It's Still Rock and Roll to Me

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"It's Still Rock and Roll to Me"
Single by Billy Joel
from the album Glass Houses
Released May 12, 1980
Format 7" vinyl
Recorded 1979
Length 2:57
Label Columbia
Writer(s) Billy Joel
Producer(s) Phil Ramone
Certification Platinum (RIAA)
Billy Joel singles chronology
"You May Be Right"
"It's Still Rock and Roll to Me"
"Don't Ask Me Why"

"It's Still Rock and Roll to Me" is a hit 1980 song performed by Billy Joel, from the hit album Glass Houses. The song was #1 on the Billboard Hot 100 charts for two weeks, from July 19 through August 1, 1980. The song spent 11 weeks in the top 10 of the Billboard Hot 100 and was the 7th biggest hit of 1980 according to American Top 40. The song is an examination of the themes of a musician's degrading fame and public tastes that were expressed in his 1975 hit "The Entertainer".

The single eventually reached Platinum status from the RIAA for sales of over 2 million copies in the United States.


The song is a cynical look at the music industry as a publicist/manager begs the protagonist to remain hip for the younger crowd ("What's the matter with the car I'm driving?" / "Can't you tell that it's out of style?"), and the protagonist's refusal to change, claiming his music will remain relevant regardless of his appearance. The song was a reaction by Joel at the new music genres that were around in the late 1970s (punk, funk, new wave). It was inspired by Joel reading a review about a particular (unnamed) band, and realizing that he had no idea what their music sounded like.[citation needed]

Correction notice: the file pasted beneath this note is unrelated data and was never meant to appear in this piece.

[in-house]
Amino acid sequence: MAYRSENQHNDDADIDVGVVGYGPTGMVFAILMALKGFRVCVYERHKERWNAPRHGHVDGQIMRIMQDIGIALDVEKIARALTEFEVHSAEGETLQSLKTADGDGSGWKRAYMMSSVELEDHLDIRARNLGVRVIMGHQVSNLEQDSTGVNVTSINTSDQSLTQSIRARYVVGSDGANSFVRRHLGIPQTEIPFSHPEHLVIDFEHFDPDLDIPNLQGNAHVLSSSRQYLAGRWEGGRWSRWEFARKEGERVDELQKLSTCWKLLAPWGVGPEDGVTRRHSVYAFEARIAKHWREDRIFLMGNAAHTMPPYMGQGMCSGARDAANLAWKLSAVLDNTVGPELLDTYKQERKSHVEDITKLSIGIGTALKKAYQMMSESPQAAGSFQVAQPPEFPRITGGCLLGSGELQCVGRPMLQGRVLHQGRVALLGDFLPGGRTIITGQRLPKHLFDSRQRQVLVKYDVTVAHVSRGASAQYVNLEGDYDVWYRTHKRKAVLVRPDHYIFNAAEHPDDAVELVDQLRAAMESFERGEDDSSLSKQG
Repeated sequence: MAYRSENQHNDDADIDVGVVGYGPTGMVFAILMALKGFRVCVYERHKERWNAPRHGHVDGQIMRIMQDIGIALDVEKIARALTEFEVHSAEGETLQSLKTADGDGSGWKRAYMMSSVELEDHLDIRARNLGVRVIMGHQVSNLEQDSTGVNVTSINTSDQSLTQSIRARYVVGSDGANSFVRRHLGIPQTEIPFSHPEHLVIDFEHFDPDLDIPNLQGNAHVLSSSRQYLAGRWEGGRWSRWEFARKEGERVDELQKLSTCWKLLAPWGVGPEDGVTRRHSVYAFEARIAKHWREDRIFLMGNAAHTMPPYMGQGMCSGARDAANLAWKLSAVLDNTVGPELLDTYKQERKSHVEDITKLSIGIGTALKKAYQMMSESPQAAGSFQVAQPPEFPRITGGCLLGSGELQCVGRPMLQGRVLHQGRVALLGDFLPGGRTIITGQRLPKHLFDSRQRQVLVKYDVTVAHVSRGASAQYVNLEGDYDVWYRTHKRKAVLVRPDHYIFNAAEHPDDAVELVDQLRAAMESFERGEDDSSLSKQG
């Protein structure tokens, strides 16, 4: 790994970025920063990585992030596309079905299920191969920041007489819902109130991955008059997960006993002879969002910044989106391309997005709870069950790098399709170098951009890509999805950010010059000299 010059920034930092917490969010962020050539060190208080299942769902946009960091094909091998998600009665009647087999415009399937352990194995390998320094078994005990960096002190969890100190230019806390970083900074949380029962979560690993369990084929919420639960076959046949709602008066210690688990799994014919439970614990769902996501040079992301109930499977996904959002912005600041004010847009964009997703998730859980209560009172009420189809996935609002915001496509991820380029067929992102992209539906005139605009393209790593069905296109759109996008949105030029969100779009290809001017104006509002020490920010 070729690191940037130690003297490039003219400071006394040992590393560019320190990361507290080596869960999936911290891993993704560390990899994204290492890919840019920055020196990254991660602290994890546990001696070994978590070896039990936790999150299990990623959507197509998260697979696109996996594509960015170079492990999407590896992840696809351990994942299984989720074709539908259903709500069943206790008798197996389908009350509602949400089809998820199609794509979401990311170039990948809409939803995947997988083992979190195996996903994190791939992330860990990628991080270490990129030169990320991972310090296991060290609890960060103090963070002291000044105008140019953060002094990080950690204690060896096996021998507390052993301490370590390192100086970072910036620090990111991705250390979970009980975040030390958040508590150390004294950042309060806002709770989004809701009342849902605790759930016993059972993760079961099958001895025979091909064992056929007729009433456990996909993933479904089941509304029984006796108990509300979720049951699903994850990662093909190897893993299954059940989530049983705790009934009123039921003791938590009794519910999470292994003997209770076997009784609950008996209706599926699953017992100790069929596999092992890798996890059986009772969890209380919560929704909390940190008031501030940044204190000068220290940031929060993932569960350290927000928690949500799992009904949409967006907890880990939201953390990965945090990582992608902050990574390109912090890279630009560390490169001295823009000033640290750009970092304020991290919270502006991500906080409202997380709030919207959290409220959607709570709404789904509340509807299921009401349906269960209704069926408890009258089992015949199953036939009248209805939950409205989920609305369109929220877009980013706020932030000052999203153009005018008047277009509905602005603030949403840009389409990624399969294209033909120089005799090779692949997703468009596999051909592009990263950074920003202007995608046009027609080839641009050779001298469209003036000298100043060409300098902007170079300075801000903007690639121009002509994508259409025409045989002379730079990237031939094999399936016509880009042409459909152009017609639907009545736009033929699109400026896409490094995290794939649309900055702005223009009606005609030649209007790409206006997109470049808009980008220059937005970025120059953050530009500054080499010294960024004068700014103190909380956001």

Music video[edit]

The music video for the song depicted Joel mixing elements of new wave, punk, and funk as he records a music video.


Soundtrack appearances[edit]

The song appears on the game Karaoke Revolution Presents: American Idol Encore.[3]


Pop rock musician Drake Bell covered the song in 2014 on his album Ready Steady Go!.[4]

Chart performance[edit]

See also[edit]


  1. ^ a b Thomas, Stephen. "Glass Houses - Billy Joel". AllMusic. Retrieved 2011-08-25. 
  2. ^ Brusie, David (October 28, 2014). "With Glass Houses, Billy Joel attempted to overhaul his image". The A.V. Club. Retrieved November 7, 2015. 
  3. ^ Allgame - Karaoke Revolution Presents: American Idol Encore - Credits Retrieved March 19, 2011.
  4. ^ Collar, Matt. "Drake Bell - Ready Steady Go! Review". Allmusic. Retrieved March 8, 2015. 
  5. ^

External links[edit]

Preceded by
"Coming Up" by Paul McCartney
Billboard Hot 100 number one single
July 19, 1980 – July 26, 1980 (2 weeks)
Succeeded by
"Magic" by Olivia Newton-John
Preceded by
"Little Jeannie" by Elton John
Canadian RPM number-one single
July 26, 1980 – August 9, 1980 (3 weeks)
Succeeded by
"Misunderstanding" by Genesis